Reading between the lines: Honda working on lane assistance system for the bikes of the future

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Honda is developing rider-assistance systems with the aim of making accidents a thing of the past – but rather than taking away control, they’re aiming to nudge us into making the right inputs. 

Honda’s thinking appears to be mirroring the way systems have evolved in cars. Bikes lag several years behind, so we can expect several steps before we see the sort of kit that can intervene entirely to prevent a crash. Since radar-assisted cruise control is already a reality, the next step is a lane-keeping assist system (LKAS).  

That’s precisely what Honda is aiming for, and details of the system they’re developing have appeared in a new batch of patent applications filed in Japan. 

Honda Fireblade patent drawing

LKAS in cars appears in a variety of forms. The simplest monitor the white line on road surfaces, using cameras looking at the road ahead or sensors aiming at the tarmac ahead of the wheels and triggering alerts if you start to drift.  

Activating an indicator to show an intention to change lanes temporarily deactivates the system. More sophisticated cars will nudge themselves back on track, albeit weakly enough to be overridden by driver inputs. At the top of the tree, there are lane-centring systems that require minimal driver input and are just a small step from a simple autonomous driving solution.  

Honda’s new design can countersteer briefly to introduce a change of direction – whether to stay in the lane or to avoid danger – but doesn’t take over entirely. 

Honda ESV prototype

The system is tied in with sensors including a front radar and camera to keep an eye on the white lines and the traffic ahead, but the main element is an actuator that looks rather like a rotary steering damper. Inside, there’s a magnetostrictive torque sensor that monitors changes in magnetic flux to tell whether the rider is making steering inputs and an electric motor to introduce inputs of its own.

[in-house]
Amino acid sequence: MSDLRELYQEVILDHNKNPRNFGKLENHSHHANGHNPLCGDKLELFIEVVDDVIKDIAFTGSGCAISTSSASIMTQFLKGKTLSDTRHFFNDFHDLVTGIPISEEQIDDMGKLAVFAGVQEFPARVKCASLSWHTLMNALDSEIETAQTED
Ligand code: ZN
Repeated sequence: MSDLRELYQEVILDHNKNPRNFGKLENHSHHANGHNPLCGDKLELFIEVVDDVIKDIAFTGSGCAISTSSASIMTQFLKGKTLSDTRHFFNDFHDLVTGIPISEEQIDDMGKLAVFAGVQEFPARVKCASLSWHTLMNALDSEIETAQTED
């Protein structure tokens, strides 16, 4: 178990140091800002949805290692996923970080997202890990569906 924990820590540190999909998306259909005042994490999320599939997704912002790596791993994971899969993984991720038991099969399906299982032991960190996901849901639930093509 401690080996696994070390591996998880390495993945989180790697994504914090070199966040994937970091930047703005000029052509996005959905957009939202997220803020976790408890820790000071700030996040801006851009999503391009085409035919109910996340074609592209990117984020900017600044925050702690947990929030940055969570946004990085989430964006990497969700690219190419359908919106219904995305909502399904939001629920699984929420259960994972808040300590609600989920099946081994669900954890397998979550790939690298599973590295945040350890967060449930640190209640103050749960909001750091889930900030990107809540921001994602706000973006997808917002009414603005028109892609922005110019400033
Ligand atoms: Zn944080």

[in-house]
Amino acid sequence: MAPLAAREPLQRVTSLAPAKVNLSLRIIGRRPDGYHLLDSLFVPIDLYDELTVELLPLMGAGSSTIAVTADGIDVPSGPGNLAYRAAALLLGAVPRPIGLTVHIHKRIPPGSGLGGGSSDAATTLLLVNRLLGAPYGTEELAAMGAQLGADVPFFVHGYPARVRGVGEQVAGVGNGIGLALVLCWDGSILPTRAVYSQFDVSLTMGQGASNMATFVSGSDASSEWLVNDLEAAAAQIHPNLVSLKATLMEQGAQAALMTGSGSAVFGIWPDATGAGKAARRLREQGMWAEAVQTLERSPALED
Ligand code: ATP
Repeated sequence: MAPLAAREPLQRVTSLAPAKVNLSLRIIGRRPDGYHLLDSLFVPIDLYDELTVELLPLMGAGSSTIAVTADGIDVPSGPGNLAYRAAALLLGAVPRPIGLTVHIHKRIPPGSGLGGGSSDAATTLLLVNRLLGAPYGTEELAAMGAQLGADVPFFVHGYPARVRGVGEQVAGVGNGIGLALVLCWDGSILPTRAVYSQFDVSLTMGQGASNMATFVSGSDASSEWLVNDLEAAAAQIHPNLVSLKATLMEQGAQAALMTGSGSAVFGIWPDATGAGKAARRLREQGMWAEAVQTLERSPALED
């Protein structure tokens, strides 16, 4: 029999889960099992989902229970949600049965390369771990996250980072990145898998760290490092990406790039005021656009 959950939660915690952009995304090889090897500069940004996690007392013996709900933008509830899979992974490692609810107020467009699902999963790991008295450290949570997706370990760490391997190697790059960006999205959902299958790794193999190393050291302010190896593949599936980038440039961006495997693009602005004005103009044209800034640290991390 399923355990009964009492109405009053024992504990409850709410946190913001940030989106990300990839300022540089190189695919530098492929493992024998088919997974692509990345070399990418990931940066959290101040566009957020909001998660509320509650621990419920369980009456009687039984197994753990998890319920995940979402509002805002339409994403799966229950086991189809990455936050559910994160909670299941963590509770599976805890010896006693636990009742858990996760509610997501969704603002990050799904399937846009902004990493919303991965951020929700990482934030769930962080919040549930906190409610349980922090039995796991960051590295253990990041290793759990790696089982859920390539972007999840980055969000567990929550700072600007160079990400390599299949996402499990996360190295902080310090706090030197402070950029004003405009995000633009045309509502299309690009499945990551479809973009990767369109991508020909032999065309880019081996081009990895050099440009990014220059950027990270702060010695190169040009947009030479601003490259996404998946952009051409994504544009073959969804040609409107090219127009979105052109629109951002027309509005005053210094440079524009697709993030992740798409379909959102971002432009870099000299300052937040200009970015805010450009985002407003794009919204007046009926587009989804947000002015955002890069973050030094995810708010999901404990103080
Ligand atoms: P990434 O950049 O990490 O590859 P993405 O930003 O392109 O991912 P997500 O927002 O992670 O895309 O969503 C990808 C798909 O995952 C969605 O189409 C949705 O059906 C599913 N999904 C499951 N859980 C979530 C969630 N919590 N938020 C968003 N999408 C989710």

Since bumpy road surfaces can introduce steering movement that doesn’t need to be prevented and could confuse the system, a stroke sensor on the forks disables the steering actuator when it measures movement beyond a pre-determined level. 

Flow charts in the patents show that when there’s steering from the rider, the system won’t intervene. If you’re making a move on purpose, it won’t try to stop you, and if you resist its attempt to steer it will stop trying. The system intends to be unobtrusive until it’s really needed. 

Honda steering actuator and top yoke drawing

As well as LKAS, the system is intended to operate in tandem with radar and the bike’s ABS in emergencies. Honda’s patents give the example of a car suddenly decelerating or swerving ahead, in which case the bike decides whether it’s safer to go left or right and then introduces counter-steering.

It’s overruled by any input the rider makes – so if you’re already taking avoiding action it won’t be activated – but provides a safety net over and above the current state of the art. 

Honda’s plan for zero fatalities 

Honda wants to slash car and motorcycle deaths by half in the next eight years and bring the number to zero by 2050 – and if they’re going to hit that goal we can expect to see a massive influx of rider-assistance systems like this in the very near future. 

Honda system deactivates on bumpy surfaces

The plan combines driver assistance tech with a predictive AI computer system that can spot situations which lead to driving errors before they happen, and is intended to be introduced in the second half of this decade.  

Further ahead, the intention is to introduce ‘Safe and Sound Network Technology’ that allows cars, bikes, roadside furniture and even pedestrians (via their phones) to communicate, allowing a server to create a virtual model of traffic movement to predict and prevent accidents before they even start to unfold. The system is scheduled to be phased in from the 2030s. 

Ben Purvis

By Ben Purvis